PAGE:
SECTION I.—THE LIMES ALONG THE PEI-TA-HO
MANY arrangements had to be made, necessitating a halt at Su-chou, before I could set out for the explorations I had planned along the Etsin-gol and at the ruined site of Khara-khoto. This ground, beyond the oasis of Mao-mei, lies outside the border of direct Chinese administration and is subject to a petty Mongol chief who exercises authority under the ` Wang ' of Ala-shan. It was therefore essential, before entering Etsin-gol territory, to secure the goodwill of the Tao-t`ai of Su-chou, who acts in the capacity, as it were, of a Political Officer for the southwestern corner of that portion of Mongolia which acknowledges Chinese suzerainty. Fortunately H.B.M.'s Minister at Peking had given effective support to the requests submitted by me in the autumn through Sir George Macartney, with the result that timely instructions had been sent from the Chinese Foreign Office to Mr. Chou Wu-hsüeh ) fh V., the Tao-t`ai of Su-chou. After an exchange of several visits with this intelligent and energetic dignitary I obtained the issue of the needful recommendation to the chief or ` Beili ' of the Mongols, a sub-tribe of the Torguts, grazing along the Etsin-gol.
The arrangements kindly made by the Legation included the payment to me of three thousand Taels in Chinese bullion, against a corresponding amount out of my grant remitted to Peking through the Käshgar Consulate Treasury. But the economic uncertainties created by the upheaval of the Chinese revolution had not been without their effect upon Ya-mên finances in Kan-su, where apprehensions roused by the advance of the predatory bands of the rebel leader known as the ` White Wolf ' were just then increasing the general stringency. As a consequence, the collection of this sum, comparatively small as it was, in sound silver had, I was told, cost some special effort. It took several days before the desired bullion in the shape of properly weighed ` horseshoes ' actually reached my hands. But I found compensation for this delay in the fact that this payment, and still more of the authority on which it was made, which quickly became known, helped to create a favourable disposition towards my work among the officials of the districts controlled by the Su-chou Tao-t`ai. This was a source of special satisfaction to me, after the obstruction attempted from Urumchi.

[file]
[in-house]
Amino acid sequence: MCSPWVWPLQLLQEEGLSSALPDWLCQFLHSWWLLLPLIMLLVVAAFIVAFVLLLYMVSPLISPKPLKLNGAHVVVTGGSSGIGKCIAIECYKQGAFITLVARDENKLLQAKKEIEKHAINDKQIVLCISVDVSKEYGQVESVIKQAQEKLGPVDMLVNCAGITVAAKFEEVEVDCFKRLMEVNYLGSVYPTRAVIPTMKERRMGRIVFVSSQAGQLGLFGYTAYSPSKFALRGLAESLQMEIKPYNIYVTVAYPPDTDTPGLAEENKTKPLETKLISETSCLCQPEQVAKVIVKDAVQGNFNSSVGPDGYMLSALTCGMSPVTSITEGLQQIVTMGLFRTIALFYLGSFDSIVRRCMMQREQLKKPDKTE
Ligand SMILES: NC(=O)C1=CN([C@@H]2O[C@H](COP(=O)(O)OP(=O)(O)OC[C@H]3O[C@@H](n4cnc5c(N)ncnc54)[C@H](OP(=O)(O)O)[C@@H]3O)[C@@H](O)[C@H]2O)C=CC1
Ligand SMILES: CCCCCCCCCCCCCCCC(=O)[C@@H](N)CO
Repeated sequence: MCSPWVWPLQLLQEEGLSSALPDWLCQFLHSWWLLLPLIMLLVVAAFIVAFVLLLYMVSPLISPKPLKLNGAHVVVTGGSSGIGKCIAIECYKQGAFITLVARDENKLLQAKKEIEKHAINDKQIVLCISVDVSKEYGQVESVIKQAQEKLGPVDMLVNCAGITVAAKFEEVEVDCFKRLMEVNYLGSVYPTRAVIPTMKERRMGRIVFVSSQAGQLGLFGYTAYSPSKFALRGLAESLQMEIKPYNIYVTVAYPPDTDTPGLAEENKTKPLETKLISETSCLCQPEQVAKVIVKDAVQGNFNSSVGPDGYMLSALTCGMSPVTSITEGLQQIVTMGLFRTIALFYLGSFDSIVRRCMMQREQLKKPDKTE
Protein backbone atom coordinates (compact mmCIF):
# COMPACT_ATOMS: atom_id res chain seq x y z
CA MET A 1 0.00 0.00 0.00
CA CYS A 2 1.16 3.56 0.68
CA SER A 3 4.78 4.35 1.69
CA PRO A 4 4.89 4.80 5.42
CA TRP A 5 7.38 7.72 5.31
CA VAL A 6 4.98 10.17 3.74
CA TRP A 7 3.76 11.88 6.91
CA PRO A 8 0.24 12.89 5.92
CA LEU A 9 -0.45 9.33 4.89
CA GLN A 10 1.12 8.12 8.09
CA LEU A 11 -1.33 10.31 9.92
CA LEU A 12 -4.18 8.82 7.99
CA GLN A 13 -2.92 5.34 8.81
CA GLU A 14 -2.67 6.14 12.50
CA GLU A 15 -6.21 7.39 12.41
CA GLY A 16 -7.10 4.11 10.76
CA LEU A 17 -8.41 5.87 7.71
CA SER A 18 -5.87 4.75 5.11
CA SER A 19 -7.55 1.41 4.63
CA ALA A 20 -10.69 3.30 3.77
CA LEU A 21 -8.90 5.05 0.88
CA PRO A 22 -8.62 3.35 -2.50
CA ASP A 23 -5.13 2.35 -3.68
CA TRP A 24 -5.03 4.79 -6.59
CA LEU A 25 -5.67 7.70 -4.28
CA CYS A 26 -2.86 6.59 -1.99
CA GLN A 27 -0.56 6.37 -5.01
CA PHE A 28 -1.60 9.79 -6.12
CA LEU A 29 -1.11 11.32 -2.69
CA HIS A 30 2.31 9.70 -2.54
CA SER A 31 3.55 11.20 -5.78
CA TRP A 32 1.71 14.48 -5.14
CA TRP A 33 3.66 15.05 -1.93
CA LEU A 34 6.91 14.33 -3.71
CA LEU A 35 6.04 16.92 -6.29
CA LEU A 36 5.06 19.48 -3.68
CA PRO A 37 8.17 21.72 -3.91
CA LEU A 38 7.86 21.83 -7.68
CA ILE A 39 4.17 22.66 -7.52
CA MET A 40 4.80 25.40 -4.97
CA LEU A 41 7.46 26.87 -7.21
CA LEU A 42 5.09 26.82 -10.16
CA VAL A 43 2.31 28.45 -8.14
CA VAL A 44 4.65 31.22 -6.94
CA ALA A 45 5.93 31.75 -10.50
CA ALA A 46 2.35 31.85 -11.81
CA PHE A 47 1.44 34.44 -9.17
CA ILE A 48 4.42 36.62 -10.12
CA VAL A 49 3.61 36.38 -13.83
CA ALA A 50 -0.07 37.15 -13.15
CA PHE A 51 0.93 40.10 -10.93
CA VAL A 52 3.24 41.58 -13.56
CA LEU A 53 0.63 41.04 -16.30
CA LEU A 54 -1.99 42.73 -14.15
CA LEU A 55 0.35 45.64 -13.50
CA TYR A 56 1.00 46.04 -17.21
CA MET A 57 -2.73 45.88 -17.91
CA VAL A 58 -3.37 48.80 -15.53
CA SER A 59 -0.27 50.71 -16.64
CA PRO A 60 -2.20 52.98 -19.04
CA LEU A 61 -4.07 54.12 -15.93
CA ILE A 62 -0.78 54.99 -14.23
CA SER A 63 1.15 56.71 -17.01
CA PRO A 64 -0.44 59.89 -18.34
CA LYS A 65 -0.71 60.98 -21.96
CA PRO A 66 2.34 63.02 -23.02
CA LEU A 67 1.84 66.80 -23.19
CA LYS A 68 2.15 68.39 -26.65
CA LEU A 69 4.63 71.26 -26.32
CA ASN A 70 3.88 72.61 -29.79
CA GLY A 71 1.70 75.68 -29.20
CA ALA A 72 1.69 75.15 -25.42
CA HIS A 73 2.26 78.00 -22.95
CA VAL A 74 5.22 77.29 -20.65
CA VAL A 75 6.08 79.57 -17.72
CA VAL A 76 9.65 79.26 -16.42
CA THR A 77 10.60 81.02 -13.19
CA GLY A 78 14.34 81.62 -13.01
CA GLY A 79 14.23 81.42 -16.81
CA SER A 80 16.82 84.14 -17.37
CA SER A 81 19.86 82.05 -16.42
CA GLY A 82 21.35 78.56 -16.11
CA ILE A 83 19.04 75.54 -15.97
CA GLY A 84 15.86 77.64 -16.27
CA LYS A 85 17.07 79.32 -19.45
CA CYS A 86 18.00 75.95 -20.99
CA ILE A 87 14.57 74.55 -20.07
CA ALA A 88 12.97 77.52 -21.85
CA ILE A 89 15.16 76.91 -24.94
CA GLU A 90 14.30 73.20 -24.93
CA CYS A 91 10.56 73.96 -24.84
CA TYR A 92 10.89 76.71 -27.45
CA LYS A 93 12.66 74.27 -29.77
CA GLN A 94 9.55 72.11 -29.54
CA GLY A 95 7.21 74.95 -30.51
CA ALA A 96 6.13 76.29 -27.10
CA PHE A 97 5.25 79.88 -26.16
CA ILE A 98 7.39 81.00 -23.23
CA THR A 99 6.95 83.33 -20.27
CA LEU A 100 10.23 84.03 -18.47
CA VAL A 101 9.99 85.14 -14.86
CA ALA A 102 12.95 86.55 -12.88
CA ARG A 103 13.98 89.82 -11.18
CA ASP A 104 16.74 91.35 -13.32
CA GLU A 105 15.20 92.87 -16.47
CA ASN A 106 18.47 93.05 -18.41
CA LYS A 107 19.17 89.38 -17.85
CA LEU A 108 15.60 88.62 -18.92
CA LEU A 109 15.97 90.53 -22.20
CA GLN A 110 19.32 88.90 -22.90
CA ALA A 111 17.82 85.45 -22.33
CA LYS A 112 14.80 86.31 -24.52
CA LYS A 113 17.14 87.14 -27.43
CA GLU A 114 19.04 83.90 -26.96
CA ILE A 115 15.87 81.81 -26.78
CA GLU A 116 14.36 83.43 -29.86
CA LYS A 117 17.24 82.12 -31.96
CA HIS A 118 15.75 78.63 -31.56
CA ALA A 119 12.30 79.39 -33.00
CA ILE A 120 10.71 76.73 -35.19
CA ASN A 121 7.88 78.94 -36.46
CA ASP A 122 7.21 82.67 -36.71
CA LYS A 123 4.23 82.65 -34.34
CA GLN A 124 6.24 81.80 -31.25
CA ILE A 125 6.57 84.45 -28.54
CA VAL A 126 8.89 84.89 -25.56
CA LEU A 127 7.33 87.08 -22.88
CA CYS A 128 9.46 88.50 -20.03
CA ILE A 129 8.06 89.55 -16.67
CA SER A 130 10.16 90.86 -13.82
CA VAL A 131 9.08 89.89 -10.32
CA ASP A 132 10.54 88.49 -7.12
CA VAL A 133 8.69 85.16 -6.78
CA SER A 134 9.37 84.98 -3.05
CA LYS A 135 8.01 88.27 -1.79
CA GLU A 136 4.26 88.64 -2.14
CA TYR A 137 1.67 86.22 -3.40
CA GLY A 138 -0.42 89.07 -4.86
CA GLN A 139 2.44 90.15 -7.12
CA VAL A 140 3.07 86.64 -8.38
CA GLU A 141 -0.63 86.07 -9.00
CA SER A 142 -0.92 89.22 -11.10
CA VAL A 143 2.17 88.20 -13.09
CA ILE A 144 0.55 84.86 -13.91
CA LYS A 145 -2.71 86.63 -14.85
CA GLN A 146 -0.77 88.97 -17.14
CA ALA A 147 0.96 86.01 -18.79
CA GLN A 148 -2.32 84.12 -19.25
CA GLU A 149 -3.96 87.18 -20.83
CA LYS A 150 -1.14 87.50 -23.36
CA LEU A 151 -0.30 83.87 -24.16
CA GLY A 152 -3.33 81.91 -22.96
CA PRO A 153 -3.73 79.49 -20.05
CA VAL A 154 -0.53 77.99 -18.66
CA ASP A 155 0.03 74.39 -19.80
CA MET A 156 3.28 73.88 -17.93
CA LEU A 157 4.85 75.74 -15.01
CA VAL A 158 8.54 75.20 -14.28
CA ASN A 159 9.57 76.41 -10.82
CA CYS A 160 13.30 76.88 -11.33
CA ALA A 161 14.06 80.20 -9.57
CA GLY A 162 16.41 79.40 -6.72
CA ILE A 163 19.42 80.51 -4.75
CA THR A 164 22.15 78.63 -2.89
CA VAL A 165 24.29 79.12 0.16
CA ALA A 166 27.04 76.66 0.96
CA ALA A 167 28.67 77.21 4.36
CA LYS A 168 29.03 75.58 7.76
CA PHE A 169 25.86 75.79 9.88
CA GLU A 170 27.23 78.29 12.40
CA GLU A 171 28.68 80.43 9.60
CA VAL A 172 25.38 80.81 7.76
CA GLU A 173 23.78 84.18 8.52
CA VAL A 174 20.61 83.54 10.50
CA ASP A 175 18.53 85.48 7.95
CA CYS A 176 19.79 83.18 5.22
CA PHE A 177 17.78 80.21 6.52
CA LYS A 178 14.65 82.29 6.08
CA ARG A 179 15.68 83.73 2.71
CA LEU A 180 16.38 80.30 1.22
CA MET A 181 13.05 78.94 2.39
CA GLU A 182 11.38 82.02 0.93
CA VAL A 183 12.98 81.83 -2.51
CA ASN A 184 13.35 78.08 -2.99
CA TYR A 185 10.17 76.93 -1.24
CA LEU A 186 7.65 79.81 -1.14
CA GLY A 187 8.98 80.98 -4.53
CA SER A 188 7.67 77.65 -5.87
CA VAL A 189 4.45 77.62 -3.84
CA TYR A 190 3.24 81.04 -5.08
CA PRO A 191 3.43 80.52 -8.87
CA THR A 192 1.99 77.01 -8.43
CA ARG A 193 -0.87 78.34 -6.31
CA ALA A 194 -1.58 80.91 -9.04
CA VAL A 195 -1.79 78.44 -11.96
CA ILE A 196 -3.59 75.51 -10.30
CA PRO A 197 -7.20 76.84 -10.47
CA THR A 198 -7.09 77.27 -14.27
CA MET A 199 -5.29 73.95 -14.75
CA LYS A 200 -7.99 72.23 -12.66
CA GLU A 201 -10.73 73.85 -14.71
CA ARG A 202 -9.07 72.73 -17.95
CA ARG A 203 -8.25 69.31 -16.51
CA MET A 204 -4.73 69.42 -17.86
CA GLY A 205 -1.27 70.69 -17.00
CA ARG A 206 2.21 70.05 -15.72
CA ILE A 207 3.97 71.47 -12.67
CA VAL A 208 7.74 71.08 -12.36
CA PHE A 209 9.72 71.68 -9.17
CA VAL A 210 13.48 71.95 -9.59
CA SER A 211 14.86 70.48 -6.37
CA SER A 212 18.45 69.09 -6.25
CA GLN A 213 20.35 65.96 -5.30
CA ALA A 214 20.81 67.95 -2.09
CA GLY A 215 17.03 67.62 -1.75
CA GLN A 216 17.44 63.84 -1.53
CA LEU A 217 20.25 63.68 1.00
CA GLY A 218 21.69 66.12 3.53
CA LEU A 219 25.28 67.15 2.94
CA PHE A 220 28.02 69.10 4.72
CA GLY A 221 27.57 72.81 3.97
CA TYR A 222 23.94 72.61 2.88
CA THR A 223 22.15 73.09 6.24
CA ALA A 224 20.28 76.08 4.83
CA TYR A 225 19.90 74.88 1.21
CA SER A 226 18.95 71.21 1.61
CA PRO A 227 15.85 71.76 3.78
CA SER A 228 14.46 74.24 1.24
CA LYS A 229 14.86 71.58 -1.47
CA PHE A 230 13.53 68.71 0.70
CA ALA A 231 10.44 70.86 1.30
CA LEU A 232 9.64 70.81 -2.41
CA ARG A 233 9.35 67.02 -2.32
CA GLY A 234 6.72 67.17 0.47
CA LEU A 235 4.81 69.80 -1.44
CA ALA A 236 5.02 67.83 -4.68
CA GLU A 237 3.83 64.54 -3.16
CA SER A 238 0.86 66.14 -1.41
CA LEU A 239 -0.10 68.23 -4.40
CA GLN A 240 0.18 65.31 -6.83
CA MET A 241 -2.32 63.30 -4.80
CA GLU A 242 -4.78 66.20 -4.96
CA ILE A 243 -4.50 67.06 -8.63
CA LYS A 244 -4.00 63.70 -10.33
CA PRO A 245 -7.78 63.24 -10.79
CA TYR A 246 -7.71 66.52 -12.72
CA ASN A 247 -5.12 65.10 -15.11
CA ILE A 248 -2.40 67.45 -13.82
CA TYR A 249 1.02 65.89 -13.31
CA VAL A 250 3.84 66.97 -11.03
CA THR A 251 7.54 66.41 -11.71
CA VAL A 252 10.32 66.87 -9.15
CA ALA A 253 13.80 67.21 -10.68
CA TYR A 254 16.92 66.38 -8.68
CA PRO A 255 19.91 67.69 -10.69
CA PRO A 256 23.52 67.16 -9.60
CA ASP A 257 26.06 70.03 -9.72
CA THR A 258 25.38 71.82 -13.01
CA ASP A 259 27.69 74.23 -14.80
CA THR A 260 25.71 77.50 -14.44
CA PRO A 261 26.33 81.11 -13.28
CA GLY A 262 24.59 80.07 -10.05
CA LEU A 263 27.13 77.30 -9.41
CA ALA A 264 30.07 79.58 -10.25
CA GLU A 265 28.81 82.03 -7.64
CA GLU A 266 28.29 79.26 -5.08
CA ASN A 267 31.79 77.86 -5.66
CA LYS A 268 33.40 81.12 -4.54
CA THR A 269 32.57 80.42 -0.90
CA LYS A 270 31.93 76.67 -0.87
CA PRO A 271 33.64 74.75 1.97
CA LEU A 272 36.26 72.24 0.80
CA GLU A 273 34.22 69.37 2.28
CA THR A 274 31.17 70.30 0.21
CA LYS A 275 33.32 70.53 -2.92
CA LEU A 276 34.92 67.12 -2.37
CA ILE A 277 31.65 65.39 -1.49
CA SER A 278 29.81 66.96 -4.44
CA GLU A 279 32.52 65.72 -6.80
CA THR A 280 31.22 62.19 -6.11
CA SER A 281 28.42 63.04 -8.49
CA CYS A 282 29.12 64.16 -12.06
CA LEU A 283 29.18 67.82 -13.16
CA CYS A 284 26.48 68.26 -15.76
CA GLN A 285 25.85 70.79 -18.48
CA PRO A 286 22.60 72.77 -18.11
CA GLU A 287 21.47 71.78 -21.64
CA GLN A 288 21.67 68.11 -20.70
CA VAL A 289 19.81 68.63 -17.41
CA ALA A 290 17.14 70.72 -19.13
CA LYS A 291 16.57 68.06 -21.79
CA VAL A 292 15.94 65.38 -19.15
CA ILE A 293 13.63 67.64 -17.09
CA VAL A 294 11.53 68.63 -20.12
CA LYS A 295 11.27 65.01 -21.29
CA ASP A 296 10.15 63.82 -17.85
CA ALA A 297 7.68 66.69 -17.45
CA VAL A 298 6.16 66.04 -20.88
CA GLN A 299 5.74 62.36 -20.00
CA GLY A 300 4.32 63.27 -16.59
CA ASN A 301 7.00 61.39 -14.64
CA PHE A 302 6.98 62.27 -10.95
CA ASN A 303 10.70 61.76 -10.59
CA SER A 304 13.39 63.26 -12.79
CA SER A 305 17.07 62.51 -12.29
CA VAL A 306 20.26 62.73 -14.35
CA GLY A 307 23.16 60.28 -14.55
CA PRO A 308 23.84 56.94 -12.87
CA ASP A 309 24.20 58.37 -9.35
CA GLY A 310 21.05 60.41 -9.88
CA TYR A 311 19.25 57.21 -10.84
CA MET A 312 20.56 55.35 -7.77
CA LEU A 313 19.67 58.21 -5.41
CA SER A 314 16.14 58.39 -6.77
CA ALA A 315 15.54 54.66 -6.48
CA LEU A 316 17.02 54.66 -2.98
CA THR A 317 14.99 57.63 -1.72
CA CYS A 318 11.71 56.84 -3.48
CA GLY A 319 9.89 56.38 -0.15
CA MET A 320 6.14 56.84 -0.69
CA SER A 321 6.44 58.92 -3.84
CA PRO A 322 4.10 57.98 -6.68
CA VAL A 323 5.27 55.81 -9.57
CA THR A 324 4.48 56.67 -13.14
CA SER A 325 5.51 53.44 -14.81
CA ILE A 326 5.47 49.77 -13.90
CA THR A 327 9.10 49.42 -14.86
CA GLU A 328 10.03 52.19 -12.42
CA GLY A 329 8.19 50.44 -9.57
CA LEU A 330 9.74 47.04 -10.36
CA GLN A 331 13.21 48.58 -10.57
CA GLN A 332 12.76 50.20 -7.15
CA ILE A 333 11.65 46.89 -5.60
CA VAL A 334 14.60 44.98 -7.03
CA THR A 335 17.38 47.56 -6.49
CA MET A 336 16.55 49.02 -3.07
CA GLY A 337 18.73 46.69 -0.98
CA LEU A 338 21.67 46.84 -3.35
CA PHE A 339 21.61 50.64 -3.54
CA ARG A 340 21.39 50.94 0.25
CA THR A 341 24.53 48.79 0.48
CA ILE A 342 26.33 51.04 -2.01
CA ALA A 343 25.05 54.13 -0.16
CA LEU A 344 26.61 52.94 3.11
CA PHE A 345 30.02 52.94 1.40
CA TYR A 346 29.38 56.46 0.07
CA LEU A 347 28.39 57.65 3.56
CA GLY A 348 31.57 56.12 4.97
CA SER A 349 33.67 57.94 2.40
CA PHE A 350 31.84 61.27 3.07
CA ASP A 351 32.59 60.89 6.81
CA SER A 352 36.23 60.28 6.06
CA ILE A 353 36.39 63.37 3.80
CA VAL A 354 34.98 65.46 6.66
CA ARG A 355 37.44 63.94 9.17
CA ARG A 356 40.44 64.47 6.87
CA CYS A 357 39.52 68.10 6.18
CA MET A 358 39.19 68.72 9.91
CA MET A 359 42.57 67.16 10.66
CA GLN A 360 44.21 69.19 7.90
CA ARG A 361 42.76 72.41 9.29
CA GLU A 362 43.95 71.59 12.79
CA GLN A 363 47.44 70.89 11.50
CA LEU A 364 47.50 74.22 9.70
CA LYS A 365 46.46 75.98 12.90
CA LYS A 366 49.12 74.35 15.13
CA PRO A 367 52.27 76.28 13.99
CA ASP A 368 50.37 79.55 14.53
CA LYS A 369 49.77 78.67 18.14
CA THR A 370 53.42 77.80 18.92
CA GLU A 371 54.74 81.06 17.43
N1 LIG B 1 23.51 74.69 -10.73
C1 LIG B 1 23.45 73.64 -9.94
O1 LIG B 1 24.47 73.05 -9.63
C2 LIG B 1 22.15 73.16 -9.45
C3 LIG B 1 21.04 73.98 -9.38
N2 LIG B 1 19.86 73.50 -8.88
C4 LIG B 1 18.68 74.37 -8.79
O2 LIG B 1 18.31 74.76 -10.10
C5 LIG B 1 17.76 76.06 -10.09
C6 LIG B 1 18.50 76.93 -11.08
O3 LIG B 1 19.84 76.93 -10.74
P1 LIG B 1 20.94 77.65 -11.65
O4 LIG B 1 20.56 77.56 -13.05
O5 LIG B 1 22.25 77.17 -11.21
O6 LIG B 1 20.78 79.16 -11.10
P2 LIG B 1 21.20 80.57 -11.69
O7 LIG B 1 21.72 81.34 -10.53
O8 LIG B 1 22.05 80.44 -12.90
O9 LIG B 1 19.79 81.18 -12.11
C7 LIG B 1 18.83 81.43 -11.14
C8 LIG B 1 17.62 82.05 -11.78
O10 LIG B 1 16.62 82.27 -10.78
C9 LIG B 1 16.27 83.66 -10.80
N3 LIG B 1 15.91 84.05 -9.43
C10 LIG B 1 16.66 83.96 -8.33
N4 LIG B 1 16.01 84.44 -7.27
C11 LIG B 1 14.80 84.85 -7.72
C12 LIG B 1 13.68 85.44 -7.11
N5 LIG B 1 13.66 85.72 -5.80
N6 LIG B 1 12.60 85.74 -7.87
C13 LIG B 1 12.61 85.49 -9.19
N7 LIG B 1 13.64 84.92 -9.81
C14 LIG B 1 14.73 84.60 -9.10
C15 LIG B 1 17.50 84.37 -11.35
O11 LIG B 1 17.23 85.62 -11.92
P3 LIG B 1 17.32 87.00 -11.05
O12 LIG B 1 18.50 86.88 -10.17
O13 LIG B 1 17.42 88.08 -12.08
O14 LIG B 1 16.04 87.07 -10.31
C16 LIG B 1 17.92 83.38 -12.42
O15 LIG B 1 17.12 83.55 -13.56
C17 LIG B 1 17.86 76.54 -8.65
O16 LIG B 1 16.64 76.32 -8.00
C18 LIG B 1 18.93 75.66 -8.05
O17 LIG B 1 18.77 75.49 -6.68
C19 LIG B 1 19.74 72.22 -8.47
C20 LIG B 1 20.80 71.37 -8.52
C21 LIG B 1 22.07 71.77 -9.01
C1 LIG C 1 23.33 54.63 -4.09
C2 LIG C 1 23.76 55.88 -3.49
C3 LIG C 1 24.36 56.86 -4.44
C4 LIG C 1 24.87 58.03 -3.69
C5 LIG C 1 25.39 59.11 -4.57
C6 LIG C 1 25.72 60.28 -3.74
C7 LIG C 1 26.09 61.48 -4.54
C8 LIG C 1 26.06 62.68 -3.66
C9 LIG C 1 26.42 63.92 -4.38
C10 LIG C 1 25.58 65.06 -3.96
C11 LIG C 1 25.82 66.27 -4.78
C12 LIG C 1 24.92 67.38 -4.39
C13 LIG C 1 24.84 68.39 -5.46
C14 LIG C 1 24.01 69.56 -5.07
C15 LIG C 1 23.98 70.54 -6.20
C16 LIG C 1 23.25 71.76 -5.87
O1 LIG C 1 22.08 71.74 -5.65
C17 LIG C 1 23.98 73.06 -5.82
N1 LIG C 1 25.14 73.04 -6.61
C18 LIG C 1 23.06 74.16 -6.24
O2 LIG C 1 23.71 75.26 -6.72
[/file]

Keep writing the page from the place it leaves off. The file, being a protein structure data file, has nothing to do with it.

In view of the great distance which our journey down the Etsin-gol would take us and of the possibility of extending it eastwards, the six days of our stay at Su-chou were very fully occupied. Careful arrangements had to be made for at least two months' supplies for all men and animals, since none would be obtainable among the Mongols nor even at the outlying oasis of Mao-mei, where there had been a serious failure of the crops in the previous year owing to insufficient irrigation. The remoteness of the region to which I was proceeding also made it necessary to attend to a great deal of writing, while still within reach of postal facilities. These days of halt moreover afforded an opportunity for supplementing our survey work of 1907 in the Nan-shan, and I endeavoured accordingly to have the relative position and height of the high snowy peaks of the